The Habs will be happy once there is no more mentioning of yorking of any kind in the sick bay.
As you may know, several of the Canadiens have come down with a bout of the intestinal flu this past week. That would explain why they blew chunks in a puke inducing loss to the Capitals on Thursday.
Seems every NHL team goes through this once a year. Most recently, the Rangers themselves succumbed to a seven game losing streak they credited to chundering.
It's now the Habs turn to spew out some flying projectiles of their own.
The Canadiens were without captain Saku Koivu, Guillaume Latendresse, Garth Murray and Aaron Downey, who planted buckets in front of their respective T.V. sets for this one.
The Canadiens cancelled practice yesterday, and instead held a light morning skate today to prepare for this afternoons game. The light skate ordered by coach Guy Carbonneau, in light of the teams illnesses, was set up in order to determine who exactly would be ready to go in a matter of hours.
Thankfully, Sheldon Souray, Michael Ryder, Mike Komisarek and Craig Rivet all passed the keeling test.
By measure of precaution the Habs had called up centers Maxim Lapierre and Mikhail Grabovski to shore up a depleted and ralphing lineup. Both youngsters turned out to be inspirations on this afternoon.
While the lines constantly changed on the day, coach Guy Carbonneau began the contest with these combinations:
Samsonov - Grabovski - Kovalev
Higgins - Plekanec - Ryder
Perezhogin - Bonk - Johnson
Streit - Lapierre - Dandenault
Komisarek - Markov
Souray - Niinimaa
Rivet - Bouillon
During the course of the game, Higgins would take shifts at center, and Streit would return to his natural rearguard position.
The 8 dressed defenseman, were a wisely addressed caution.
In the first period, the Habs came out lame and were outshot 11-3. It didn't bode well for the remaining 40 minutes.
Surprise of surprises, goalie David Aebischer, while letting in a weak first goal, managed to keep the Canadiens in the game while the Habs were badly outplayed in the first period.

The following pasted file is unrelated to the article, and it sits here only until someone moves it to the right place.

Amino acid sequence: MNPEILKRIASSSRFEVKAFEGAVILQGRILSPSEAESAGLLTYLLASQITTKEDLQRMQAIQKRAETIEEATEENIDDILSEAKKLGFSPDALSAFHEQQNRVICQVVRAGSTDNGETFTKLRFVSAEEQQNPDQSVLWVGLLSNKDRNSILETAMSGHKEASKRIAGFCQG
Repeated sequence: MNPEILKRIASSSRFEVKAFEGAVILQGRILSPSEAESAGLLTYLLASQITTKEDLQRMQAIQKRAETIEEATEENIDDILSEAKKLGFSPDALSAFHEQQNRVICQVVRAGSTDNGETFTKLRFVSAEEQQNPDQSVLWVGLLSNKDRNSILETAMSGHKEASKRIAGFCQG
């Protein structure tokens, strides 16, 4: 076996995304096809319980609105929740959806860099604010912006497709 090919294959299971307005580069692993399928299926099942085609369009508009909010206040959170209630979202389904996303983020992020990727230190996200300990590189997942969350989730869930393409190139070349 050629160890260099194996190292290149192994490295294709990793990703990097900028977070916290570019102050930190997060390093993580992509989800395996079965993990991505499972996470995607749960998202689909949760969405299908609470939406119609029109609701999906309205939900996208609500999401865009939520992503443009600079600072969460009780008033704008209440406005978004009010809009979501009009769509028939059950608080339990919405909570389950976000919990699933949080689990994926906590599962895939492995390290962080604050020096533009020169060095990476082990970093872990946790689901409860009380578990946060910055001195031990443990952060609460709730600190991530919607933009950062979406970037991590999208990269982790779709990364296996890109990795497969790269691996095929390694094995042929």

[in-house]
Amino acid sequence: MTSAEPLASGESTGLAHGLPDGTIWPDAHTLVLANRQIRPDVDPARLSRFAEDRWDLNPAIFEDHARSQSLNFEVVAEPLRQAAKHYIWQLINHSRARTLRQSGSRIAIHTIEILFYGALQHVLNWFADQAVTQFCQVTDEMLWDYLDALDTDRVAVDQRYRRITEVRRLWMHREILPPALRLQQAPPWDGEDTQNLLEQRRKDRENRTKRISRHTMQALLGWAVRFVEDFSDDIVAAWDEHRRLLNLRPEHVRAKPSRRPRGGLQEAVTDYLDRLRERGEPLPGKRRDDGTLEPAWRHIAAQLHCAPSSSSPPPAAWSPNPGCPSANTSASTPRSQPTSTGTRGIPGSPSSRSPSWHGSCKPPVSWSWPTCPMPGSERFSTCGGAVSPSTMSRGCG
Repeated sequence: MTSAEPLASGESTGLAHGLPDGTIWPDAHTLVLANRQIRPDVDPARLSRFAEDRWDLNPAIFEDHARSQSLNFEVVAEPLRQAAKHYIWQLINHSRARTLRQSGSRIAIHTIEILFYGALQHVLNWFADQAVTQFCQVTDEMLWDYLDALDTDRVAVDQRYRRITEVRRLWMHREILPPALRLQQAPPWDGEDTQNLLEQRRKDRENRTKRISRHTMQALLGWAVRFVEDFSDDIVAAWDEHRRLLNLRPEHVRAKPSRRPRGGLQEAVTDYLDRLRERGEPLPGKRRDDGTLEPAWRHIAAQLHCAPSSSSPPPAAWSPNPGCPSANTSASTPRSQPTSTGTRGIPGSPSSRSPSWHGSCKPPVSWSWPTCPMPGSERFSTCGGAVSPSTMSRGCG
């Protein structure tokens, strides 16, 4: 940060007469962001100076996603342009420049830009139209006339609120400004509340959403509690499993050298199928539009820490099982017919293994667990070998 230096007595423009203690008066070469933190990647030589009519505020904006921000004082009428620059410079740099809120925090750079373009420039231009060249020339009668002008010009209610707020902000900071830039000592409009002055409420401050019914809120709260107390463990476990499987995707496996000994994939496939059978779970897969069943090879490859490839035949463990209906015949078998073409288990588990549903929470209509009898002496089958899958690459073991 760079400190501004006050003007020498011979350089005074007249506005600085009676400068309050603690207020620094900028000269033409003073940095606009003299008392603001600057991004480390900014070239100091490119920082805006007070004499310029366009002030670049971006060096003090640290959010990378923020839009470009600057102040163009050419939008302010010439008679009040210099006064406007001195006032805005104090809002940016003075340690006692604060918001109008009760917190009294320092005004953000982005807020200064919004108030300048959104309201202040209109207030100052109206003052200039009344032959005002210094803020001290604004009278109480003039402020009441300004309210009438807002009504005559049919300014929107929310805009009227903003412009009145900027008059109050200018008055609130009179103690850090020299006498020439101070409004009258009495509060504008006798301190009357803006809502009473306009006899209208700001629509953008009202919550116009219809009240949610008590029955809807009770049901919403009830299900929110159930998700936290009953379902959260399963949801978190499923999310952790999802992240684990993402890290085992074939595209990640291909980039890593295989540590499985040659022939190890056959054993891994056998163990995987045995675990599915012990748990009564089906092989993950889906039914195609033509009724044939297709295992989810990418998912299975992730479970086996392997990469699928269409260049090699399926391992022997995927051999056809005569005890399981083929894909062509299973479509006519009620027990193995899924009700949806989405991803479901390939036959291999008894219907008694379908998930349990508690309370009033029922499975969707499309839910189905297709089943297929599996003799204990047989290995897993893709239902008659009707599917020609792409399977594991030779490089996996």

The home team came out for the second with a little more jump, but a Janne Niinimaa hooking call led to the second Rangers goal.
With the Rangers leading 2-0, it was then that I began to envision a blowout of major proportions. With a Bruins beating courtousy of the Leafs fresh on my mind, and several other high scoring routs in the NHL the past few days, I could see a pummelling in the cards for the hurling Habs.
The Habs wouldn't quit though, and began some pestulant play in the Rangers end. Fighting hard to be first on the puck, they drew a call on Michal Rozsival for tripping.
With Aebischer on the bench during the delayed penalty, the Habs pounced at the Rangers net and seemed to open the mark on Grabovski's first career goal.
The officials ruled "No goal."
They assessed that the Rangers goalie had possession of the puck before it dropped at Grabovski's feet while he knocked it in.
The replay proved once again how incompatible NHL refereeing always is. The puck only glanced off the Rangers goalie Henrik Lundqvist's glove.
There was no possession whatsoever.
That was their basis for disallowing the goal.
Coach Carbonneau loudly complained and was ignored on his demand for a review of the play.
(RC Note - Not to go off on a raging sideline tangent here, but I think it's high time the NHL passes a motion that all pucks entering the net, in any circumstance - whether it be whistled plays, delayed penalty calls, players assumed to be interfering with goaltenders, or high sticks making contact - be reviewed by the technologies set up to determine any goal that is in doubt. Take the call away from these blinded and screened zebra's, and put in in the hands of those who can see a play from all angles and perspectives. As human and errable as all officials are - shouldn't making the proper call be the ONLY goal? On Thursday, the Canadiens had an Alex Kovalev goal called off when it was determined, without review, that Saku Koivu had interferred with the goalie. On the replay, which officials never saw, it was clear that they'd made a premature judgement on the play. While their heat of the action call is human in nature, there is no excuse for the hardheadedness of not reviewing such things. These calls change the outcome of games. The goal ought to be getting it right. The NHL has no idea how many fans they lose by blowing such calls. it makes them look bush league beyond comprehension.)